Early in 1947 Swamiji was sitting in the office. A young man from South Africa who had stayed with us for about two or three months was leaving that day. He walked in, prostrated to Gurudev, and started crying. With supreme love and affection Gurudev looked at him. He said, “Swamiji, I have to go today, and in Africa where do we get a Guru like you?” Suddenly Swamiji’s expression changed and with a very beautiful, meaningful and mischievous smile he said: “Huh, you don’t find a Guru in Africa?” By this time the man’s grief had gone, his tears had dried up. He found the Master laughing and smiling. Swamiji then fixed his gaze on this young man and said, “Ohji, it is very easy to find a Guru, it is very difficult to find a disciple!” If you are a disciple naturally you’ll find a Guru.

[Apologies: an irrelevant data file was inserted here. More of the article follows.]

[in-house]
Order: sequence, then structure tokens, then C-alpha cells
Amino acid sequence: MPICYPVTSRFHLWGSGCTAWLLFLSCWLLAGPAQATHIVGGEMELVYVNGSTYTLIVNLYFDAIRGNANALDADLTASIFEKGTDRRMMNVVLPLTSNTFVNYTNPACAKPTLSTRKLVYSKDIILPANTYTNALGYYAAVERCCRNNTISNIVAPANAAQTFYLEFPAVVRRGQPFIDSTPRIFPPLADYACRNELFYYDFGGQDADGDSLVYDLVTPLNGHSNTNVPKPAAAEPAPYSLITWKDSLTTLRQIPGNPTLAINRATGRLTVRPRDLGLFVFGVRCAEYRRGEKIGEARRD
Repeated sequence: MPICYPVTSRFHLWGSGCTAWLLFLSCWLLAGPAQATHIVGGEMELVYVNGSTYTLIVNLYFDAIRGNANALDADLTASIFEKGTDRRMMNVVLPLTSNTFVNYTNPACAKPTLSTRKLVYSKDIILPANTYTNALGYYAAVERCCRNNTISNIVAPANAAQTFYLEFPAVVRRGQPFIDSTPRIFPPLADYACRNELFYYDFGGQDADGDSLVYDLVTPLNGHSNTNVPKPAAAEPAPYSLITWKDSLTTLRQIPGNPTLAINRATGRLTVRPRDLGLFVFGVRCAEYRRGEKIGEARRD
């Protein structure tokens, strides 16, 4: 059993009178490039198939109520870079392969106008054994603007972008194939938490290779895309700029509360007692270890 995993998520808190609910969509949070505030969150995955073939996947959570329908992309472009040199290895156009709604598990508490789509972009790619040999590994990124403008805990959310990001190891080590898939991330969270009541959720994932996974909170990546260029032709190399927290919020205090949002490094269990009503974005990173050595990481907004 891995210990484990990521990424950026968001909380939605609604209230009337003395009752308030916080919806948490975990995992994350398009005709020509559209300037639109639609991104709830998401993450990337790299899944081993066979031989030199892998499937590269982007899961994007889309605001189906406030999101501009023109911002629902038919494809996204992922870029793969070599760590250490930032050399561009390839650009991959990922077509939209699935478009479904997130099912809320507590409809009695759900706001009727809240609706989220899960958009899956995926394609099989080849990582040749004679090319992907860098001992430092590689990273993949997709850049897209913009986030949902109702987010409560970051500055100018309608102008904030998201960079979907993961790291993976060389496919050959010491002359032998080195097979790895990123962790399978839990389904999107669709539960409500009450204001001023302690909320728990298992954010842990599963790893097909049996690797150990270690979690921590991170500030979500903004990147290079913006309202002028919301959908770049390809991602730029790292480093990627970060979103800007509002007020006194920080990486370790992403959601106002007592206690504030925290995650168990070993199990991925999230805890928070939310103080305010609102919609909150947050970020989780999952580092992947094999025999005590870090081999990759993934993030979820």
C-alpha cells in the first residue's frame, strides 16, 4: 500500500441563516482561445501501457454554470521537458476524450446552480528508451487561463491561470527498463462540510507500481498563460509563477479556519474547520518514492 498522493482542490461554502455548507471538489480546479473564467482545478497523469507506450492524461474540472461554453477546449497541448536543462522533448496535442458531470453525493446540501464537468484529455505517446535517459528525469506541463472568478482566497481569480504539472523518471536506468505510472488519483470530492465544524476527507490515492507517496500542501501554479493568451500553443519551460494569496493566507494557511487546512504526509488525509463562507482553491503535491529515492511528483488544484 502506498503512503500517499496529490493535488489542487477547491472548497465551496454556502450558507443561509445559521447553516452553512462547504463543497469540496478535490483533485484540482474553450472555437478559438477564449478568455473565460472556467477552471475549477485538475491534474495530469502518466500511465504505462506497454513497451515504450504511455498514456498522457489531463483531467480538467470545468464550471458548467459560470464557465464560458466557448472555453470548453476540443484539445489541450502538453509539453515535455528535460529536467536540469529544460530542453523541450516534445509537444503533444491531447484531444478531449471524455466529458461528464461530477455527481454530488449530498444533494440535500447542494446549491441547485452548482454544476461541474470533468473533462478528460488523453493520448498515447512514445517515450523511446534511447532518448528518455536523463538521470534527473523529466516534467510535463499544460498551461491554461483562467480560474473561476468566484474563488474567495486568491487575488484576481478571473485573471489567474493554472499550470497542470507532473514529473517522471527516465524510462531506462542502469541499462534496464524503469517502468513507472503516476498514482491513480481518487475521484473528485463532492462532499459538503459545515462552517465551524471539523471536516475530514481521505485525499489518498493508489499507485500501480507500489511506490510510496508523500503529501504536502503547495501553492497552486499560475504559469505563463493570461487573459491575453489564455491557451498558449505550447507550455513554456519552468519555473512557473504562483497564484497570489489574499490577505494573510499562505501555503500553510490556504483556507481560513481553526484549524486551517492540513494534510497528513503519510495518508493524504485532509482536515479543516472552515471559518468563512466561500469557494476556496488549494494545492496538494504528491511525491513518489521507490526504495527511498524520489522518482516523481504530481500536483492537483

Disciple means discipline. What does the word ‘discipline’ mean? Not an army drill, but study. The Acharya gave you some information which produced a form within you; and now you wish to study this. The Acharya said that happiness is in you, that it is not in the object of pleasure—but that is not your experience. You have experienced pleasure from that object and in its absence you are miserable. So what do you do? You are studying this inner structure, studying the workings of the mind, the arising of the self, the ego. But it is not clear because you are full of impurities, dirt and filth. Therefore in the course of the study of oneself an extraordinary discipline arises. It is not discipline which is imposed upon you by others, it is not discipline which is goal oriented, but it is a discipline born of intense search. When this discipline manifests itself in your heart you will naturally find your Guru. You go and stand in front of someone and … that’s it. You don’t need to exchange a word.